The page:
Perseverance Theatre (Douglas, AK)
Founded in 1978, Perseverance Theatre has acquired a national reputation as a quality theater company while serving the Juneau, Alaska area with classical and contemporary productions. Perseverance has premiered more than 50 new plays, including Paula Vogel's 1998 Pulitzer Prize-winning play, How I Learned to Drive, which Vogel wrote during her residency there.
In 2001, Perseverance created SPRING, a three-month festival of emerging theatrical works, featuring world premiere productions and development work on future SPRING productions. In FY 2004, Perseverance received an NEA Creativity grant of $30,000 to support the West Coast premiere of Julie Jensen's Wait! and the statewide tour of Bridget Carpenter's Up (The Man in the Flying Lawn Chair) during SPRING 2004.
Director Anita Maynard-Losh called Wait! an “unsentimental valentine” to the theater life as it follows Wendy Burger, a socially awkward UPS truck driver, find herself through community theater. The play was the last that Maynard-Losh directed for Perseverance before moving to Washington, DC's Arena Stage.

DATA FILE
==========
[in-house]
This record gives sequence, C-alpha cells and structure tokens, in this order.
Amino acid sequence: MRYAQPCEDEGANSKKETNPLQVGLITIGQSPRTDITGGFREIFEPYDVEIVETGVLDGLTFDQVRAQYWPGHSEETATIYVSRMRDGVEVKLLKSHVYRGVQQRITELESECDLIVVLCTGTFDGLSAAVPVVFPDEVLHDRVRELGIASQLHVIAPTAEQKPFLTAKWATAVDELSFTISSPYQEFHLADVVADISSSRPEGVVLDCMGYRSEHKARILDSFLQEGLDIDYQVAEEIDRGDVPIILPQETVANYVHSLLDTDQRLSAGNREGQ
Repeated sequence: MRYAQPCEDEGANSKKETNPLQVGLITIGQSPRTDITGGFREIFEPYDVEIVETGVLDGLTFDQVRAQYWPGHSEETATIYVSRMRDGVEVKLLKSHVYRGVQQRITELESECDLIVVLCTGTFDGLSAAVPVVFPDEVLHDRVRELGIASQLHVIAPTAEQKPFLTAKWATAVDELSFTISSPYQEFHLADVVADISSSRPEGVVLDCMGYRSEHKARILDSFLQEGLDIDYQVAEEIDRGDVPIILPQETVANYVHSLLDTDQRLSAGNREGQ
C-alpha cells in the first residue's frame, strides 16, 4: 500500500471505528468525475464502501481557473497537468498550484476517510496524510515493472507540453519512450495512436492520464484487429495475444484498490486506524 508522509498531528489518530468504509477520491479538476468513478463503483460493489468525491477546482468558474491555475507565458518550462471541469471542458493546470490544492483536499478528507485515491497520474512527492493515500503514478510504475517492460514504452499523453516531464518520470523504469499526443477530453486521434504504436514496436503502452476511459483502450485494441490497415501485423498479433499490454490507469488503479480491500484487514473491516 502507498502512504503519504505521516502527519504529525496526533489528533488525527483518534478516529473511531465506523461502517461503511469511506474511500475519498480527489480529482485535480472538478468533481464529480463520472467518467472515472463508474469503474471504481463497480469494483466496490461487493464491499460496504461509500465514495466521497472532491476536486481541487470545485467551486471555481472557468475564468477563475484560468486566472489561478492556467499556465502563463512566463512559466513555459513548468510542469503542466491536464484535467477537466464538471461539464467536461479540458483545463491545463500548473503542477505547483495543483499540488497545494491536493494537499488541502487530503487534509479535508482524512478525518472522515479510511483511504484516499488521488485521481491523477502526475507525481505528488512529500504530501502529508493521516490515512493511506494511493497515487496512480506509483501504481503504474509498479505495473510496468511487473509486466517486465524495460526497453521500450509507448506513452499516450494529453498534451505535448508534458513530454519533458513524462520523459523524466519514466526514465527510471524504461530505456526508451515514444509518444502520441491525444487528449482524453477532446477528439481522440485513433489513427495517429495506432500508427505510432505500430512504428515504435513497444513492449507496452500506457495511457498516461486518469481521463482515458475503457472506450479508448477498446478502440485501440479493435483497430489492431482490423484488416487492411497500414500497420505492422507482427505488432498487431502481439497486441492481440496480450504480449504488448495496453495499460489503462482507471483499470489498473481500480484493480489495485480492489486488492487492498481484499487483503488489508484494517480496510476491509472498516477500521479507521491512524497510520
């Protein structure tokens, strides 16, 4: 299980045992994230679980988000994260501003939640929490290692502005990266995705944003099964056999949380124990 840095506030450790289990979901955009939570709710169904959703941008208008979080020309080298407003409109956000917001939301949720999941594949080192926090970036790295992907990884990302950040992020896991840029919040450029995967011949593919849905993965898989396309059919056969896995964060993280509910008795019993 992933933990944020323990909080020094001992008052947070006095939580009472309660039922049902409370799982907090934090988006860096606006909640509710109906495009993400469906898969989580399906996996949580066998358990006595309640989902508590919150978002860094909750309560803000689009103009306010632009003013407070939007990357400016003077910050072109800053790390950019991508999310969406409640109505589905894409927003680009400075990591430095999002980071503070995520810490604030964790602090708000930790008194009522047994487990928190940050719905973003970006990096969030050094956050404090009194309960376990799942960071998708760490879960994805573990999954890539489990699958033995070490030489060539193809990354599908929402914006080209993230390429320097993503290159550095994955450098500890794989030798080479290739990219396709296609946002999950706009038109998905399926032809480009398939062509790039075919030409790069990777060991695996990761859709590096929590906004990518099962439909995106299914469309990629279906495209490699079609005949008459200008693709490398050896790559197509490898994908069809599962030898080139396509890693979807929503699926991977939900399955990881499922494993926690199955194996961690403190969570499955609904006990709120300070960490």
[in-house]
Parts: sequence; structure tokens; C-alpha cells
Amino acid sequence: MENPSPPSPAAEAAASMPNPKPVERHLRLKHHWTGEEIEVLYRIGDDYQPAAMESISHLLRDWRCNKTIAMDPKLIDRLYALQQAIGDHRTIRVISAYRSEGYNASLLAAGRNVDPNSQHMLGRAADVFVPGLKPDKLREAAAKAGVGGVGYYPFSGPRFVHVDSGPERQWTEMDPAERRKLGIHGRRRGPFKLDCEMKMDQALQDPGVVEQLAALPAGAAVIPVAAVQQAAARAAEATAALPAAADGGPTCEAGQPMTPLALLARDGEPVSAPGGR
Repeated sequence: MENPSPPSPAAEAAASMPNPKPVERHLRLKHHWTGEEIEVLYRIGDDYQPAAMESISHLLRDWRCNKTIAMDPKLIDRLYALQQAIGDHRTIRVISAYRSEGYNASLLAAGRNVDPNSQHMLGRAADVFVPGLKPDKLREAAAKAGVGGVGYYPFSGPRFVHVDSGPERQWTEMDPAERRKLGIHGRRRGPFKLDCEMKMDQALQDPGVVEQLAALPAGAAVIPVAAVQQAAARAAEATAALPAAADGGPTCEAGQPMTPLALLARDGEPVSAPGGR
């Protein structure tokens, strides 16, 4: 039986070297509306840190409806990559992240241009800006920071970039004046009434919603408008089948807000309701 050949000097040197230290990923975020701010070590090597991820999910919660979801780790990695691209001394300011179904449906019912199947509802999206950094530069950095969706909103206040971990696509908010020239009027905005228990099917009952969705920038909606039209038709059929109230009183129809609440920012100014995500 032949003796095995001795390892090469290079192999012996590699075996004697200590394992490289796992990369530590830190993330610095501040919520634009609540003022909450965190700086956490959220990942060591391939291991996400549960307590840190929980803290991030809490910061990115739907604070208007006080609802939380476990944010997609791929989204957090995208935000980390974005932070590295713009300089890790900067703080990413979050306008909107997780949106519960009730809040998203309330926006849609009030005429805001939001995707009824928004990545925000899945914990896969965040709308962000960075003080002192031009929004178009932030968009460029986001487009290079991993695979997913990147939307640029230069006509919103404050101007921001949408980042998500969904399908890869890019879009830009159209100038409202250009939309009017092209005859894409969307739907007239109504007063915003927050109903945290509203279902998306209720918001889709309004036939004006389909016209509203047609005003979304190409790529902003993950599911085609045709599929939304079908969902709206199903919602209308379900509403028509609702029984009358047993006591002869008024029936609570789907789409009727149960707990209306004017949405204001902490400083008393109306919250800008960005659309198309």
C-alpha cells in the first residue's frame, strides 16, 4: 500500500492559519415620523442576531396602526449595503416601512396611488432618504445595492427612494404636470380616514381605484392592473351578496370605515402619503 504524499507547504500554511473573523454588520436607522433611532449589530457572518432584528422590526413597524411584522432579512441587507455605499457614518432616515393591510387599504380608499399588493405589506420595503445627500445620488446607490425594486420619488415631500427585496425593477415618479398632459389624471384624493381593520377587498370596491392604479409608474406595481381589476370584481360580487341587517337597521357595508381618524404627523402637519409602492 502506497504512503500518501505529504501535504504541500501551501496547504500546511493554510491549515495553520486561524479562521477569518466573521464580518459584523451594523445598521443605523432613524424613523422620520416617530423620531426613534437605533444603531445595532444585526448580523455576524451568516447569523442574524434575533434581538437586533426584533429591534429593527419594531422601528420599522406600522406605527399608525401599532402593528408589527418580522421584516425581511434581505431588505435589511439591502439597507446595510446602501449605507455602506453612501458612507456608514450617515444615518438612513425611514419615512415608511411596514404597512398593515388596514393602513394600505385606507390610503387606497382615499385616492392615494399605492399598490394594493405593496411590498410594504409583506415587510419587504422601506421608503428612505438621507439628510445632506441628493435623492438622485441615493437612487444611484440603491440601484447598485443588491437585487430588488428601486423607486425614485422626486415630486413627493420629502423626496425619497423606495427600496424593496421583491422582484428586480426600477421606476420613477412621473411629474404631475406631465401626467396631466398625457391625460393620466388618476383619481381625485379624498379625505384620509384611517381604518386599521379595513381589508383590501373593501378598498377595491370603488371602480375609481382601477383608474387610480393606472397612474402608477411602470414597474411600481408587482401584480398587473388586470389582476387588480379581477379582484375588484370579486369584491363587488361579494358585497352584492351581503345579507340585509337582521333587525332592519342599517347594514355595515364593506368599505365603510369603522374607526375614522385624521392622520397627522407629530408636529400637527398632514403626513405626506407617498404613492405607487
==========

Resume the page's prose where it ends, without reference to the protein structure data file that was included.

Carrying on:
Jensen wrote her comedy as a participant of the NEA/Theatre Communications Group's Theatre Residency Program for Playwrights, being the resident playwright at Salt Lake Acting Company in Utah. The play is based on Jensen's own experiences in theater.
SPRING 2004 saw the West Coast premiere of Wait! May 7-30, 2004 to enthusiastic audiences. The theater company also toured Carpenter's Up—based on the real-life story of Larry Walter, who attached 32 weather balloons to his lawn chair and flew 16,000 feet over the Mojave Desert—to Anchorage, Fairbanks, and Whitehorse (capital of Canada's Yukon Territory).
(From the 2004 NEA Annual Report)
National Endowment for the Arts · an independent federal agency